Why Web Browsers are a Poor Application Development Platform
I had written out most of the diary entry that I'm now going to repeat below, when I brought up another browser window to look up another web page. Then I clicked its close box, accidentally clicked twice, and my second click hit the close box of my diary entry window.
This would actually be a simple thing to fix, maybe I'll try submitting a patch to mozilla (I built it once, it's pretty huge). Just check if the text in any of the form fields has changed and ask the user if they want to submit the form before closing.
How long have we had forms on the web? How easy would it be for every browser to make that change?
Now back to our regularly scheduled broadcast:
My Honey's Coming Home
My wife Bonita's been away at an art retreat in southwestern vermont for the week. It seems to have done her a lot of good - life has been hard on us since we've been married, largely because of the dot-com crash, and there hasn't been much of real quality in her life. I'm glad she's had this.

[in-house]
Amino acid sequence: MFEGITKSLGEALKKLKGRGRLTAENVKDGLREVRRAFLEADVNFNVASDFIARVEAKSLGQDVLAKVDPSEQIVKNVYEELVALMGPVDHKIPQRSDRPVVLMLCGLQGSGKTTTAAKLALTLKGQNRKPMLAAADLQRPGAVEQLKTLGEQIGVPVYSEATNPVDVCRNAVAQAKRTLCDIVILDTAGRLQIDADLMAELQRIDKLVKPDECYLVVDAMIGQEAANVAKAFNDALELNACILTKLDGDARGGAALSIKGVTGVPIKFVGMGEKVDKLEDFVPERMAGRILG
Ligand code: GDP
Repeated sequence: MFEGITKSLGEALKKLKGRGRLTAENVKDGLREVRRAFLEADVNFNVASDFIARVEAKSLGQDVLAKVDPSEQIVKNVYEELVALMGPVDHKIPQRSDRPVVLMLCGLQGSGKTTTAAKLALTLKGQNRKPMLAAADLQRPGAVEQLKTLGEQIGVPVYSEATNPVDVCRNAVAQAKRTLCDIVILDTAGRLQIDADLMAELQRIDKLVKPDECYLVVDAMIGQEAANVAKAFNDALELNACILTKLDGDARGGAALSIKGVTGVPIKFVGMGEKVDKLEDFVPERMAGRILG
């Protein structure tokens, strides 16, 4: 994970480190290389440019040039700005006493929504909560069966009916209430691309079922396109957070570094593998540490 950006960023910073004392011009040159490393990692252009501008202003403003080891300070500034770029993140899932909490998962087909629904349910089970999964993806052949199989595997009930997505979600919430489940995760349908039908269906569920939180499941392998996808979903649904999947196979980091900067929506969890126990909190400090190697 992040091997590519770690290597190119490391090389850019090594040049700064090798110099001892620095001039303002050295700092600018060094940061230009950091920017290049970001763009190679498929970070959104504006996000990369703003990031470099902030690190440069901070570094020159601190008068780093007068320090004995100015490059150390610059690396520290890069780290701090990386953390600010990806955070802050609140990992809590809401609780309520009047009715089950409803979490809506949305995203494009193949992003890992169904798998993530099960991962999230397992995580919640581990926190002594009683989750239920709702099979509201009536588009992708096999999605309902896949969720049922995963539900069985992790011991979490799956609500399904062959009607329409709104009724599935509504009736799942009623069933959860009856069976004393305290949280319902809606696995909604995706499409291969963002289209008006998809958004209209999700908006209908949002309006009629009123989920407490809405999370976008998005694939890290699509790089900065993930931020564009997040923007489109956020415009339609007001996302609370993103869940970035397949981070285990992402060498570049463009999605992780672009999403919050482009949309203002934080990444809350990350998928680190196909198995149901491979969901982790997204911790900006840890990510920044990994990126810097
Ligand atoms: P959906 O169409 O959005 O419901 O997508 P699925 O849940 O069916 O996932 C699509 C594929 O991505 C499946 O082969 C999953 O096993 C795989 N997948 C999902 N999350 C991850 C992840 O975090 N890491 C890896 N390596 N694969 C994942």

I'm leaving at 5 am for the six-hour drive to pick her up. Tonight I'm cleaning the house as I promised her it would be spotless upon her return so she wouldn't worry about me trashing the place in her absence. I even mowed the lawn.
The workshop certainly seems to have done her a lot of good. They had her doing a lot of work that's quite different from what she usually does, and she has painted quite a few paintings. She actually had to buy ink, paint and paper during her stay there even though she arrived with what she thought would be plenty.
486DX2 Laptop Packed with 8 MB RAM, 350 MB Hard Drive, 640 by 480 Passive Matrix Color Screen and Two (count 'em: two) PCMCIA Slots!
A while back I did some volunteer work to set up the office computers for the Lincoln Street Center for the Arts in Rockland. It's the former Rockland High School which was purchased by a non-profit foundation and now used for performing arts in its rather well-equipped theater, as well as gallery and studio space.
The grateful director offerred to give me a bunch of antiquated hardware and of course I eagerly accepted.